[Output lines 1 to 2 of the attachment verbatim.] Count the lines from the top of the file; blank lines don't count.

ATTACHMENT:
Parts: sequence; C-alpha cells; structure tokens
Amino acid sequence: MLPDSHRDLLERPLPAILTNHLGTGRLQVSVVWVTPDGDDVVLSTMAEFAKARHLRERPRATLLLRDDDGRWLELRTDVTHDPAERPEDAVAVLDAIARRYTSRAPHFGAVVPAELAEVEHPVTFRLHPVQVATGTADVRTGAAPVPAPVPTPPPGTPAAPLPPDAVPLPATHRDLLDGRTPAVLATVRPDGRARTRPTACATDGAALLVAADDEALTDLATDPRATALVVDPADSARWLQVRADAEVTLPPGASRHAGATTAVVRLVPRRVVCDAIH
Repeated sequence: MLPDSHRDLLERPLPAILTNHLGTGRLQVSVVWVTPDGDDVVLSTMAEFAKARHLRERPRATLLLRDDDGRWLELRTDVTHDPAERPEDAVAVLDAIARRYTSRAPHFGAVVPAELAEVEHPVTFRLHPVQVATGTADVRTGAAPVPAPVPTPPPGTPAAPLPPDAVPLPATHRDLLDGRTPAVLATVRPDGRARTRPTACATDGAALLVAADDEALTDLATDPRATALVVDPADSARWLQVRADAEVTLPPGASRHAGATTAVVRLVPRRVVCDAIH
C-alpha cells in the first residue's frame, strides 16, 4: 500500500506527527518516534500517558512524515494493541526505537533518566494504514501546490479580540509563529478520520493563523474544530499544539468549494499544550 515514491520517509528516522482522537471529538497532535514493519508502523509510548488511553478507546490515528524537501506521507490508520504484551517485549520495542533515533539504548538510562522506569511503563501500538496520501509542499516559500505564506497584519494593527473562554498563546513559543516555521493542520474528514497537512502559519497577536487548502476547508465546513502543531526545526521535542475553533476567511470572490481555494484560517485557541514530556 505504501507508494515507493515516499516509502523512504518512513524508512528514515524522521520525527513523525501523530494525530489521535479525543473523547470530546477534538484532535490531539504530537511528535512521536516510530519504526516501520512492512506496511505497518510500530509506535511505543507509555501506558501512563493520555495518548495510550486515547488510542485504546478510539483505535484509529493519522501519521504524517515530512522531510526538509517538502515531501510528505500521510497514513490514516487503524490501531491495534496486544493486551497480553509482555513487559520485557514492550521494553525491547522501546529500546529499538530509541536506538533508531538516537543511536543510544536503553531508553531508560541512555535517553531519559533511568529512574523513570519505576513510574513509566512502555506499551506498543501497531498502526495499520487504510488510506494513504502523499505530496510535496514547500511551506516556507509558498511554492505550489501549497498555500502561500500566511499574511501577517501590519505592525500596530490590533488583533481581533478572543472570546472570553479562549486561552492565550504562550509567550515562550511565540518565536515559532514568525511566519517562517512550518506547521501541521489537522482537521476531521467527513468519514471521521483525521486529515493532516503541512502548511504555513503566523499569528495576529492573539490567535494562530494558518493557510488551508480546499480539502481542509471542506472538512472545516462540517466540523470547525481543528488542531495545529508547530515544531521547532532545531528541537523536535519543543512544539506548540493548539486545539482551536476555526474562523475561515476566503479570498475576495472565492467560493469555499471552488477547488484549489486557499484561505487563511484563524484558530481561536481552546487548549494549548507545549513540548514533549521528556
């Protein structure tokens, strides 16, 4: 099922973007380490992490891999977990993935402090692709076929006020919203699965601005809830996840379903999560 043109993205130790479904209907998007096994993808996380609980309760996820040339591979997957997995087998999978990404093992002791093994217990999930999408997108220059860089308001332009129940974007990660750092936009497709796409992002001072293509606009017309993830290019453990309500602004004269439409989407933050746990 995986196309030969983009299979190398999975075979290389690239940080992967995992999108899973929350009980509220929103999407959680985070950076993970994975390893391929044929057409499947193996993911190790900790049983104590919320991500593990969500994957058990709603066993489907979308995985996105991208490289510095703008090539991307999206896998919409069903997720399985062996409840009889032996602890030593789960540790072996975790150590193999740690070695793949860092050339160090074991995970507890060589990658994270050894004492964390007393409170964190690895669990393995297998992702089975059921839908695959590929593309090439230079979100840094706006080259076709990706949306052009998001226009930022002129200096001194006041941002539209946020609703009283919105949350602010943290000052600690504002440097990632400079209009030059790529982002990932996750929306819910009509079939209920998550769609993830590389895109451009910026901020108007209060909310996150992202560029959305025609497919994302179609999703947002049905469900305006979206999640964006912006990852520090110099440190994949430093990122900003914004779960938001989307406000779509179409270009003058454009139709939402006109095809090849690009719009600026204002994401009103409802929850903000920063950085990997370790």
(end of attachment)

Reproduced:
Parts: sequence; C-alpha cells; structure tokens
Amino acid sequence: MLPDSHRDLLERPLPAILTNHLGTGRLQVSVVWVTPDGDDVVLSTMAEFAKARHLRERPRATLLLRDDDGRWLELRTDVTHDPAERPEDAVAVLDAIARRYTSRAPHFGAVVPAELAEVEHPVTFRLHPVQVATGTADVRTGAAPVPAPVPTPPPGTPAAPLPPDAVPLPATHRDLLDGRTPAVLATVRPDGRARTRPTACATDGAALLVAADDEALTDLATDPRATALVVDPADSARWLQVRADAEVTLPPGASRHAGATTAVVRLVPRRVVCDAIH